Spiced Pumpkin Cornbread Mini-Muffins

Here’s the one that I completely winged that everyone seemed to really dig at work….

Spiced Pumpkin Cornbread

1 C cornmeal
2/3 C Flour
1 Tab Baking Powder
1/2 tsp Baking soda
1/4 tsp Ground ginger
1/4 tsp Ground cinnamon
1/4 tsp cloves
1/4 tsp nutmeg
Salt
2 ea eggs
1/4 C Brown Sugar
1 C Pumpkin Puree
1/4 C Milk
1/2 C Buttermilk
3 Tab Butter melted

  1. Preheat oven to 375deg
  2. Sift together dry ingredients and set aside.
  3. In the bowl of an electric mixer, mix brown sugar and eggs until sugar has dissolved 2-3 min
  4. Add Pumpkin Puree, Milk, Buttermilk, and melted butter
  5. Slowly add the dry ingredients and mix just until incorporated
  6. Drop batter into a mini muffin pan so each is about 2/3-3/4 full.
  7. Bake for about 10min or until done to your liking

I used a Chicago Metallic non-stick mini muffin pan which worked fantastic.

Dehydrated Pumpkin Puree?

I was talking at work about how my pumpkin cookies were a bit cakey and it was still a pretty soft dough even when frozen.

Then it occured to me that I could dehydrate the puree and then process it for more of a pumpkin flour of sorts.

I now need to buy a food dehydrator.

Pumpkin Cornbread

They were having chili day at SAVVIS last Friday, and it was requested that I make some.  I guess I did walk my way into that one because I’m always talking about food, and my previous cooking jobs, but not really having ever made much chili, and knowing full well a dozen crock pots full would show up, I bowed out and went with the decision to make cornbread instead.  I like baking more anyway, and with my gallon of pumpkin puree staring me in the face, I figured pumpkin cornbread was in order.

Not really knowing where to begin, I sought a recipe out online and did find a halfway decent one.  After making it, however, it lacked much in the way of pumpkin flavor to my estimation, so I went ahead and made a northern cornbread as well.  Yellow cornmeal is the designation of northern cornbread from what I’ve gathered because a true southern cornbread is made with white cornmeal.   I had yellow so northern they got.

After making the northern, however, it occured to me that part of the lack of pumpkin flavor in the pumpkin cornbread was do to the lack of spices in the mix and it’s only sweetner being honey.  So, I devised my own recipe and as it turns out, it’s the one everyone (including myself) liked best.

Thanksgiving thoughts 2006

As thanksgiving approaches, I once again find myself wanting to enter the kitchen to show off some of my former pastry chef skills to my friends and family. Admitadly, I’m a little rusty, but, never-the-less, I found myself scouring the city for baking/pie pumpkins last Thursday so that I could roast them off for some homemade pumpkin puree. Finally having tracked some down of the adequate size at Whole Food$, I was surprised to run into an old coworker who was wondering what I was going to do with pumpkins after halloween. They seemed genuinely shocked that pumpkin puree could be made fresh, and that it wasn’t just libby slaving away for us all. As a side note, I’ve recently read several reports on chowhound and the like that the canned stuff is just as good or better then making it fresh, but I really don’t buy this and have, as of yet, never used the canned product for anything.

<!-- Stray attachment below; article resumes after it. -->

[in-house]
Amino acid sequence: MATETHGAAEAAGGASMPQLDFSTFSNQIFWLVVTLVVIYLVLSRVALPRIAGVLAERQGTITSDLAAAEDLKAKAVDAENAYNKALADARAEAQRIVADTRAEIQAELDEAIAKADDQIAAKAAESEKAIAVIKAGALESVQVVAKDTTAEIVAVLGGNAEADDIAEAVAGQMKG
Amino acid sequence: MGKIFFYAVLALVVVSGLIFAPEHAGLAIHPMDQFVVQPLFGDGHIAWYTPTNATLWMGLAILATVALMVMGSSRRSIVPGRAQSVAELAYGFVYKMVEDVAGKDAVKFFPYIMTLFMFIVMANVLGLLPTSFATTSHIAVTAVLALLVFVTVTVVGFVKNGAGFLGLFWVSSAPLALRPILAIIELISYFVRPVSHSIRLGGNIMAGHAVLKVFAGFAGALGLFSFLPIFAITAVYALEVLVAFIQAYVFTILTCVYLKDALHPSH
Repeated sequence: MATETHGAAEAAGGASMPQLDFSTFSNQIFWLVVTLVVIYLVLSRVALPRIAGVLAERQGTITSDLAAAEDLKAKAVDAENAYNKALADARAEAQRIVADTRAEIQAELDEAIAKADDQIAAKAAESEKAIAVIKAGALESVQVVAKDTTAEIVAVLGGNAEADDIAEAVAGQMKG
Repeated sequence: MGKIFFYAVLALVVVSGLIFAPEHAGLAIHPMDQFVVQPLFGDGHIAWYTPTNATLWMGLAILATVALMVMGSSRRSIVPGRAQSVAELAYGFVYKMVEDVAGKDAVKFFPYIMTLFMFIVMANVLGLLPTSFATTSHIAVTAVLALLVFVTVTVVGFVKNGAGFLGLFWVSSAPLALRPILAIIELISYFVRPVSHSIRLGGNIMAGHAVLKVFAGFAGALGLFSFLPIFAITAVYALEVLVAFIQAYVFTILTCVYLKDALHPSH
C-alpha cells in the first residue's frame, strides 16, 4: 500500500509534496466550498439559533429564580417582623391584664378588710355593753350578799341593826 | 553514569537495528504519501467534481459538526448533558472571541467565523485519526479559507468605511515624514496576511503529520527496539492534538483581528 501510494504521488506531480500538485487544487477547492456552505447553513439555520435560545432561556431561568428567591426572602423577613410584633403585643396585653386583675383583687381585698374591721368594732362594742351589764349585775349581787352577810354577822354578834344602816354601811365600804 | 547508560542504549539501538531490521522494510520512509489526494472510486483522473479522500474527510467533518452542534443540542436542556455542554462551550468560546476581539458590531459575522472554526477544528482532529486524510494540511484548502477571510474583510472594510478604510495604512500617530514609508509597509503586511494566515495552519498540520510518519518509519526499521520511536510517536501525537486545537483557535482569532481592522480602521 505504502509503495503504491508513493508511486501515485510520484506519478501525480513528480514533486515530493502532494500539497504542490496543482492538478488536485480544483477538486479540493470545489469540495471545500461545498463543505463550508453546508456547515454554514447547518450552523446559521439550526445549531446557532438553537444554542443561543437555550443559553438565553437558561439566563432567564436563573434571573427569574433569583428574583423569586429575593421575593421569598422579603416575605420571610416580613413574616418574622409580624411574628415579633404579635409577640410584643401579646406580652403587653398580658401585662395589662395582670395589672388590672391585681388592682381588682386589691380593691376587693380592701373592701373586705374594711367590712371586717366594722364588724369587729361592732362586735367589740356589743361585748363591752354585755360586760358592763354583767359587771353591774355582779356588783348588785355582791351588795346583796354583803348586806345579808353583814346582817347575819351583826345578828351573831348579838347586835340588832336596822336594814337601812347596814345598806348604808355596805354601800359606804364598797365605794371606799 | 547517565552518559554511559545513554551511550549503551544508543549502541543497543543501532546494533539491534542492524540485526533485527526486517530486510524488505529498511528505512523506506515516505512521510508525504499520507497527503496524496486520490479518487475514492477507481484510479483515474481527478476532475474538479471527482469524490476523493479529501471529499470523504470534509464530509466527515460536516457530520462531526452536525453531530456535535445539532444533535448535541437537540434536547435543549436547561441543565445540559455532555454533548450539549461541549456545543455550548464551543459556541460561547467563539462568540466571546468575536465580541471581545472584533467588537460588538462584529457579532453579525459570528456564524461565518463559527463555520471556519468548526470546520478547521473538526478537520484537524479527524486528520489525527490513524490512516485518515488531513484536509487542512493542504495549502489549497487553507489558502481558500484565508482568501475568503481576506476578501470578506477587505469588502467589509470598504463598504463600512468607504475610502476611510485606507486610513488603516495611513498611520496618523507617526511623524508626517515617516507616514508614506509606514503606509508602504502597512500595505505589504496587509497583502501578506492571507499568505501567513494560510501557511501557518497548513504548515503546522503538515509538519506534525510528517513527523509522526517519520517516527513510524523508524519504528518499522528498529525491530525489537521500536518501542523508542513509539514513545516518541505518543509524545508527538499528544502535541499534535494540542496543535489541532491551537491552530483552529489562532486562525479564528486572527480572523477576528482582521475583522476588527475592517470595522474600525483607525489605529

After looking through a stack of my cookbooks and not finding a real definitive technique I opted for the following:

Roasted Pumpkin Puree
note: 2-5lb pumpkins are preferred

  1. Preheat oven to 325deg
  2. Knock stems off with the back of a chef knife and wash pumpkins well.
  3. Cut pumpkins vertically in half and scoop out all seeds with a spoon.
  4. Place pumpkins flesh side down onto lined baking sheets and put them in the oven.
  5. Cook the pumpkins for 1.5-2 hours or until soft. Every 30min rotate the sheets top to bottom and 180 degrees.
  6. Remove pumpkins from oven and let cool flesh side down until they are cool enough to handle.
  7. Scrape the flesh from the pumpkins and process it in a food processor in batches.
  8. Pass the resulting pumpkin puree through a fine mesh sieve
  9. put into vented containers and chill.

This stuff is delicious, and I couldn’t stop just eating it up with a spoon as, after having passed it through the sieve, it was very luxurious. Fortunatly I ended up with about a gallon of puree, so the pumpkin recipe ideas are in full effect.